It's not surrendering yourself to where you are and who you are. But when you surrender yourself, in the next moment, actions will come from that surrender. And those actions are not what you're supposed to do. They're what you're doing. And then you can surrender yourself to I'm doing this. I'm talking to Tracy. I'm listening to Reb. But you're not moving? In the moment, I'm not moving. But I just saw this hand come up and touch my eye. But that was many moments. That was many different positions of my hand. And each... When my hand was halfway to my face, it was exactly halfway. It wasn't like a third of the way. It couldn't be a third. It was a half. And it wasn't three-fourths. It was halfway. And then when it touched my face, it was touching my face and it wasn't not touching my face. And then when it moved away,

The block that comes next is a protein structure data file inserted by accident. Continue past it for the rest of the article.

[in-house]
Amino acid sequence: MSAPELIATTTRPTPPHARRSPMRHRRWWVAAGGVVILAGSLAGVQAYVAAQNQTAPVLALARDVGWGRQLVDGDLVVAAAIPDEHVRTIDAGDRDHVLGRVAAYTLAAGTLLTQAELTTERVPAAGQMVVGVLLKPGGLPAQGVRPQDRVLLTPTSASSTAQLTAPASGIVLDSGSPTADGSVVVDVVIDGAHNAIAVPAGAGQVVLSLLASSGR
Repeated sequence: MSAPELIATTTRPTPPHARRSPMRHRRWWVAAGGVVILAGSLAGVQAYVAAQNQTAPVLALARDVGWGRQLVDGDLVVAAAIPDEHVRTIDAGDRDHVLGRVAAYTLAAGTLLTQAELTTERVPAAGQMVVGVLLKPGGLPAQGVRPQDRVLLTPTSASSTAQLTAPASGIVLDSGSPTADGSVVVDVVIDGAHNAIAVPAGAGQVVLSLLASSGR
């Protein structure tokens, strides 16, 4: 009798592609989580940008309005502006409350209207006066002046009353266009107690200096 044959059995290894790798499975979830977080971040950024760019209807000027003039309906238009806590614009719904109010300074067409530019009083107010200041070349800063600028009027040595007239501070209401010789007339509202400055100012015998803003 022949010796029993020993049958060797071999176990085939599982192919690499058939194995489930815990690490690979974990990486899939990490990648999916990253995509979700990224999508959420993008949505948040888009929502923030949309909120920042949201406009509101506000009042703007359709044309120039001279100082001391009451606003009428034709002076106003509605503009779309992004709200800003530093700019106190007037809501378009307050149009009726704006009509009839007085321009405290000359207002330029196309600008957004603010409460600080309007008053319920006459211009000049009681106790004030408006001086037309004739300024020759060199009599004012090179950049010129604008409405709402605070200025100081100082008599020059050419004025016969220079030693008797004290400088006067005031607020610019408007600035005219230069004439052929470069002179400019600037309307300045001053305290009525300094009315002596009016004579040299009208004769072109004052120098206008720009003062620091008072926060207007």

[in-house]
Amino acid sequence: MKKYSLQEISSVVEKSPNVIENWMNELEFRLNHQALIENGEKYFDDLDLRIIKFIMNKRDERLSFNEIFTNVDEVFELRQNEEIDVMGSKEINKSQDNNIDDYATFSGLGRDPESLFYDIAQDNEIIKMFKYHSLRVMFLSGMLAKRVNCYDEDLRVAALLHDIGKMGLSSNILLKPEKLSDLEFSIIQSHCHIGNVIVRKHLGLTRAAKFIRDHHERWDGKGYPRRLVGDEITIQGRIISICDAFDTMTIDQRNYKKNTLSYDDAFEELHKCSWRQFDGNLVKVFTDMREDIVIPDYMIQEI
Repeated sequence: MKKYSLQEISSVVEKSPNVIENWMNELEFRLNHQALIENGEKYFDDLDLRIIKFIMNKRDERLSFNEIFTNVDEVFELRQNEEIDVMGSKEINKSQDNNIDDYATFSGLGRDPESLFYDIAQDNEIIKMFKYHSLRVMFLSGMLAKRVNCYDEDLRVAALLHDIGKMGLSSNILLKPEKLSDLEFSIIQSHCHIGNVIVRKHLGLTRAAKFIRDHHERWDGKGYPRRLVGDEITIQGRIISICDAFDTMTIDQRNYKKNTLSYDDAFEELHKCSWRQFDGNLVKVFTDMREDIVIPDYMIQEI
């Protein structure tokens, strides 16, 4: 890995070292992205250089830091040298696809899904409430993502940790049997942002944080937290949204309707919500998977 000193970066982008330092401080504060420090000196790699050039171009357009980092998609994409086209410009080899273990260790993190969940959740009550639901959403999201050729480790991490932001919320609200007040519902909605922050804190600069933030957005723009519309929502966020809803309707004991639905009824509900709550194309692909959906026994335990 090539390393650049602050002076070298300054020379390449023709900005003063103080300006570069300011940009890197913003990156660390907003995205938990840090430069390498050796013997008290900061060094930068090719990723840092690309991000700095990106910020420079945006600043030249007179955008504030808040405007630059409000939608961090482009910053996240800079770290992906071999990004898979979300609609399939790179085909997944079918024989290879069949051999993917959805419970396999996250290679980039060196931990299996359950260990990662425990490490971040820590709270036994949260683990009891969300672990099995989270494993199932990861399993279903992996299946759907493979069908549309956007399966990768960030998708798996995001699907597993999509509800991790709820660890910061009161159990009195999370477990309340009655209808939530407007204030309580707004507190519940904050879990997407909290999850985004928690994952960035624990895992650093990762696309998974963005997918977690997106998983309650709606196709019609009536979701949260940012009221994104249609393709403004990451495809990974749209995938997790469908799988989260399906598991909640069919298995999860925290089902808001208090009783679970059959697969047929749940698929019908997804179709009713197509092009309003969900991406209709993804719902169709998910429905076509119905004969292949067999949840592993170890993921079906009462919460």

it was where it was. You always are where you are. Everybody knows that. Right? Zen is pervaded to that extent. But do you surrender yourself to that simple fact? The answer is, well, I'm training at it. I want to. Why do I want to? Because I think then my action, rather than being to what I should be doing, it will be action to express compassion. Not mine. Not yours. But compassion. So I'm proposing that the deep compassion comes from this stillness and silence. It comes from the way you understand things when you're not trying to get anything from them. When you're with things and you try to get something and essentially distract yourself from just being with them. And when you don't distract yourself from being with things, action arises from that.